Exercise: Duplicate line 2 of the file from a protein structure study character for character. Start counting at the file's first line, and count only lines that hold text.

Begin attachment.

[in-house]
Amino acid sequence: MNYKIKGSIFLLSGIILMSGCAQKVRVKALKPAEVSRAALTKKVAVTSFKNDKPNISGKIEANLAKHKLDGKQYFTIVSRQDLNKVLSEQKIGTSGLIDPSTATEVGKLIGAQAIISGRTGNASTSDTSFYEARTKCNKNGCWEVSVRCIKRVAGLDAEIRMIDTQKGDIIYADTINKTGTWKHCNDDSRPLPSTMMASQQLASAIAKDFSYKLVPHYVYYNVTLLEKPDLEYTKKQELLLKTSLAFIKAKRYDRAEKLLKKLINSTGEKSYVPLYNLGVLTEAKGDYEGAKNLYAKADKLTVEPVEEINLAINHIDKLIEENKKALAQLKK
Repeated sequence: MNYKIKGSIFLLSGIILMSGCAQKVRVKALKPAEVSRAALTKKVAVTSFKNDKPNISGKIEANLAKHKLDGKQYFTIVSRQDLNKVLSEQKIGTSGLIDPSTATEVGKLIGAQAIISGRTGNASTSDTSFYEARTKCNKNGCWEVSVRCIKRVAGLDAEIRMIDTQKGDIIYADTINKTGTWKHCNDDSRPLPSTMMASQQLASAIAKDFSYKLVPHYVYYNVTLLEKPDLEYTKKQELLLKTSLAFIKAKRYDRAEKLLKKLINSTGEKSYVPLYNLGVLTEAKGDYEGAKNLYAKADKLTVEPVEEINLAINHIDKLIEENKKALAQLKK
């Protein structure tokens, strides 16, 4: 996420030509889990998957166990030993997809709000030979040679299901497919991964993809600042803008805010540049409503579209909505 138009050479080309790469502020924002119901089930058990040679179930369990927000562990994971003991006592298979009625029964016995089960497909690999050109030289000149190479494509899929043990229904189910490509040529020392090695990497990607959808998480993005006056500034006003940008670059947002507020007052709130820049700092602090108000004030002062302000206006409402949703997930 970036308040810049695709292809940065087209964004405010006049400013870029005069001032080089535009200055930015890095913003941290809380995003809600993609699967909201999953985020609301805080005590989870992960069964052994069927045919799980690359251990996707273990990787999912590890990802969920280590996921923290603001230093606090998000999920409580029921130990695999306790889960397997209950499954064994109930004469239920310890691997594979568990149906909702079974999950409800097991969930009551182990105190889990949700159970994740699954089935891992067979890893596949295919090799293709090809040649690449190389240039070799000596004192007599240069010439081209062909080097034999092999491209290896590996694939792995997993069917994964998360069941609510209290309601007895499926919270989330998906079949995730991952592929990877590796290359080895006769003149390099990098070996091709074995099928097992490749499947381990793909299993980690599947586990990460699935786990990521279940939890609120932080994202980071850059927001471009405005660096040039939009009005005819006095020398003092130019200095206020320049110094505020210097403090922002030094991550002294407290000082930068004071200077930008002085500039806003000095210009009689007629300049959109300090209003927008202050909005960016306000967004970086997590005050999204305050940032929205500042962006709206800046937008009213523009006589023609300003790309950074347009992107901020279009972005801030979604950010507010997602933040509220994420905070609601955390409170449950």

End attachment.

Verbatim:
Amino acid sequence: MNYKIKGSIFLLSGIILMSGCAQKVRVKALKPAEVSRAALTKKVAVTSFKNDKPNISGKIEANLAKHKLDGKQYFTIVSRQDLNKVLSEQKIGTSGLIDPSTATEVGKLIGAQAIISGRTGNASTSDTSFYEARTKCNKNGCWEVSVRCIKRVAGLDAEIRMIDTQKGDIIYADTINKTGTWKHCNDDSRPLPSTMMASQQLASAIAKDFSYKLVPHYVYYNVTLLEKPDLEYTKKQELLLKTSLAFIKAKRYDRAEKLLKKLINSTGEKSYVPLYNLGVLTEAKGDYEGAKNLYAKADKLTVEPVEEINLAINHIDKLIEENKKALAQLKK